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Love Beyond All Barriers

Posted by Kate Strathmann • Monday, September 6. 2010 • Category: Crossing Cultures
I recently read an article in the New York Times entitled “In India, Castes, Honor and Killings Intertwine”. Over the six years or so since I made my first journey to India, I have recounted to friends and acquaintances at home some of the anecdotes (I wince to use this word – as if abuse of women should ever be relegated to a mere anecdote) I have encountered in first, second, or third person regarding the ways in which women are abused, maimed, or sometimes killed, as in the case of the young girl in the aforementioned article. I always want to defend or make excuses for the country that I love. It’s true, there hasn’t been a case of sati [immolation of widows on their husband’s funeral pyre] in years (though I hasten to point out, there has been in my lifetime), but I recall reading of daily “kitchen fires” in the police blotter in the Bangalore newspaper years ago; and discovering that this was a twisted and polite allusion to an intentional act of violence often resulting in homicide, not an indication that the country needed to examine safety standards of stovetop ranges.

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France and the "Heirs" of North African Immigration

Posted by Angélique Vassout • Saturday, May 22. 2010 • Category: In Depth
In the past few years, the immigration debate in France has become more and more impassioned. A new ministry name, “selective immigration”, plans for new laws, changes in the Nationality Code and debates about deportation are the media’s daily bread. However, in France, this debate can’t be separated from the particular experiences of the several previous waves of immigration (Italian, Portuguese, Spanish, African) and especially of the North African immigration. Arab people, Islam and French suburbs are nowadays unavoidable topics in the immigration debate.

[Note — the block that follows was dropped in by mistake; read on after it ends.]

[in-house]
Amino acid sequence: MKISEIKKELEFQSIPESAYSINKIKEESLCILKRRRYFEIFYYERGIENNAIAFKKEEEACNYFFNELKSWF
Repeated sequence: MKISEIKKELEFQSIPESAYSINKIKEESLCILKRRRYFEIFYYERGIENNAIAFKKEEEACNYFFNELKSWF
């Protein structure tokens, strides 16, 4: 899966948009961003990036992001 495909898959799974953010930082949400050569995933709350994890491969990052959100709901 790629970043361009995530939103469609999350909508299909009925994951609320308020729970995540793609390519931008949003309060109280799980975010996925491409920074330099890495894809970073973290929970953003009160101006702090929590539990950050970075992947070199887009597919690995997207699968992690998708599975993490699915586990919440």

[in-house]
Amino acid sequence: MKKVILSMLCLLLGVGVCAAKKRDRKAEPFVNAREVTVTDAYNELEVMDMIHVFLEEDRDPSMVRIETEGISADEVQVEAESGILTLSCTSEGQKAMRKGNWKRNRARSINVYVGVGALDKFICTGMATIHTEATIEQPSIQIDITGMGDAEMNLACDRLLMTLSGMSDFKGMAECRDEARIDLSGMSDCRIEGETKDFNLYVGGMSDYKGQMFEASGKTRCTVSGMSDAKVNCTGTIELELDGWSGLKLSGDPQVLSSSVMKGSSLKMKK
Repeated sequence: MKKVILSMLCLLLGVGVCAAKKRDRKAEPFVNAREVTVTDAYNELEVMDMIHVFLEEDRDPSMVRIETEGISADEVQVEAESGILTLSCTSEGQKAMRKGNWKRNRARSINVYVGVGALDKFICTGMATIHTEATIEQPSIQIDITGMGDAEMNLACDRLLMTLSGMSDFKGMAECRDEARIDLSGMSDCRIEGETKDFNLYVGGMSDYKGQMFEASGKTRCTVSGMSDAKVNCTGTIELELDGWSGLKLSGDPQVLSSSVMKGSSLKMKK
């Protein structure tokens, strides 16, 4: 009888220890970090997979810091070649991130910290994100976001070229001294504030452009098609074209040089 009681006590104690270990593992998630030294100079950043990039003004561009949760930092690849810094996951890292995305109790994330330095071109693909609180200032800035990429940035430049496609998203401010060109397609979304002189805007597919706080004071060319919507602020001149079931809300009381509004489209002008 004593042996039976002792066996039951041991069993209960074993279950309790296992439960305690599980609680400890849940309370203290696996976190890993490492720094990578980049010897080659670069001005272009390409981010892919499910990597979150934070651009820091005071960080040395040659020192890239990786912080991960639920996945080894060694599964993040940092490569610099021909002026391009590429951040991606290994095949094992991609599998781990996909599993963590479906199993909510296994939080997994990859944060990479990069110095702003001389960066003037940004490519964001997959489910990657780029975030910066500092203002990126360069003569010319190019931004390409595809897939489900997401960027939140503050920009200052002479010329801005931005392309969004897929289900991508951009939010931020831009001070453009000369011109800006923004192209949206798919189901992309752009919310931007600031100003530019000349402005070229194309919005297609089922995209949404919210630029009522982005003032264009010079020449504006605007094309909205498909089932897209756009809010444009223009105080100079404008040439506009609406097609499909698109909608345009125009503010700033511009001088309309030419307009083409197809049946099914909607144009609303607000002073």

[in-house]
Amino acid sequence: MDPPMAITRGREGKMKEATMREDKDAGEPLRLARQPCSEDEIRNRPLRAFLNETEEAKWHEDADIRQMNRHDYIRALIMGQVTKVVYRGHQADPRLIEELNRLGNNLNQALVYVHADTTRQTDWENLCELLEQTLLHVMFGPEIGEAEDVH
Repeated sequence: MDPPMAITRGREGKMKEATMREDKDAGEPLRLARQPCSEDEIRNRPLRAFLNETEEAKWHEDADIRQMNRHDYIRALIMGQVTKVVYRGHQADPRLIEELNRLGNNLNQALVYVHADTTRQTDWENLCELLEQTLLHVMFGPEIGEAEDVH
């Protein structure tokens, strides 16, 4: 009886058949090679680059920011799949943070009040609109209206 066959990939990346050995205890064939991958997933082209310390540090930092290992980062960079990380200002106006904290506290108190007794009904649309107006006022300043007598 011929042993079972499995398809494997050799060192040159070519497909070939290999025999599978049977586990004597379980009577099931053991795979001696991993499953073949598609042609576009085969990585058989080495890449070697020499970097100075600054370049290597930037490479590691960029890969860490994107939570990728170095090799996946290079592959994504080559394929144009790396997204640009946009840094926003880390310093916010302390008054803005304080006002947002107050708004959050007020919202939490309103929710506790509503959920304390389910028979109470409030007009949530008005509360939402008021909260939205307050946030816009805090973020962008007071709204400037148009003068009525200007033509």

And as usual, you will never hear of the positive aspects (e.g. cases of successful integration), only of the problems that fuel the debate and grab attention. Very recently, for example, the controversy regarding the ticket given to a French Arab woman driver wearing a burqa led to a new project to revise the Nationality Code to remove the French nationality of her husband (acquired by marriage) who is suspected of polygamy and social benefits fraud. The extreme-right parties happily jump on these kinds of stories to demand the strengthening of laws against immigration.

Let’s try to rebalance the debate... What is the reality of the North African immigrants and their ”heirs” (as the European Union sometimes refers to them) in France today?

© http://www.flickr.com/photos/jamescridland/

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The Vibrancy of Civil Society in Pakistan

Posted by Peter Braun • Sunday, May 2. 2010 • Category: In Depth
The information and news about Pakistan these days show us a dark picture of the country and there doesn’t seem to be too much reason to believe in the improvement of the country’s uncertain future. Our stereotypes about Pakistan, media images and public opinion often lead to false conclusions. To many observers politics in Pakistan seem more and more infiltrated by radical beliefs, religious fundamentalism, corruption, the military or authoritarian leadership.